This week on Product Love, I sat down with Matt Lemay, partner and co-founder of Sudden Compass. Sudden Compass helps enterprises unlock new growth opportunities by putting customer obsession into practice. Matt is also the author of two books: Agile for Everybody and Product Management in Practice.
The journey into product management
Matt admits his path to product management was like most people’s: bizarre and nonlinear. His first product management job was at Bit.ly, where he learned that a good part of product management was stakeholder communication. Initially, he didn’t enjoy that aspect but soon learned it was key to making sure your team was functioning well. Like most new PMs, he wanted to dive deep into what everyone thinks is “real” product management work: roadmaps, product strategy, and shipping. What he learned later was that all the little things he did before provided the perfect framework for thinking about product strategy. Becoming a strategic product manager isn’t just the result of doing strategic work. Rather, it comes out of having a connective mindset in everything you do.
The majority of companies these days claim to be customer-centric. In spite of that, Matt thinks that most companies’ approaches to customer-centricity are still too abstract or sanitized. A while back, he had a few clients who wanted to learn about great customer service, so he asked them for a company that provided that. His clients responded with, “Home Depot.” Matt then immediately suggested going to Home Depot, much to everyone’s confusion. They were expecting to read a few HBR articles on customer service and digest their learning that way. People are much more comfortable in learning within their comfort zone and less likely to do the fieldwork that could lead to meaningful conversations. As Matt explains, there is a fear that comes from leaving your office. It’s the same fear of giving up control and mastery.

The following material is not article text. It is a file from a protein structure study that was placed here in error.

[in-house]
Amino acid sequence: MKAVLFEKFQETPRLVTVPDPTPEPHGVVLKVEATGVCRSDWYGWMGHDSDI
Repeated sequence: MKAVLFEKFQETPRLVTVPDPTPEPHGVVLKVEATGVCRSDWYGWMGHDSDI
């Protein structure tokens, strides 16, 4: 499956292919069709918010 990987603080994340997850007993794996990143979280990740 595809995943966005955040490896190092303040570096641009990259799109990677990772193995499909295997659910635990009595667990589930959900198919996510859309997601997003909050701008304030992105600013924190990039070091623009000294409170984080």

Real customer-centricity is realizing that the true control of your business is in the hand of your customers. Product managers just can’t reduce them to data points, move them around on the dashboard, and think that’s the best way to learn about them.
Constraints and structures
So, what’s the number one reason why people don’t talk to customers? It’s because they don’t have time. But Matt believes that there’s time for everything, and you can get more done by having constraints. When people are told to talk to customers, they assume that going through a slide deck is the most efficient, productive way to do that. But in reality, a 300-slide deck is going to take more time to read and digest rather than a meaningful 10-minute conversation with customers. The latter has the potential to change the course of your work.
Matt then goes in more detail about the importance of time-boxing and true communication. There are a lot of things that give us a false sense of productivity. That could be responding to comments on Google Docs, where we can quite literally see a written output, or getting an email out of the way. But Matt frames it like this: We think the creation of a Google Doc might be the most meaningful thing of the day, but it’s not — it’s the conversation the Google doc drives. It’s all to say that yes, it’s worth conversing with your customers, even if there’s no written output for everyone to see. It’s already meaningful to have a conversation.
Want to learn more about Sudden Compass and customer-centricity? Listen to the episode.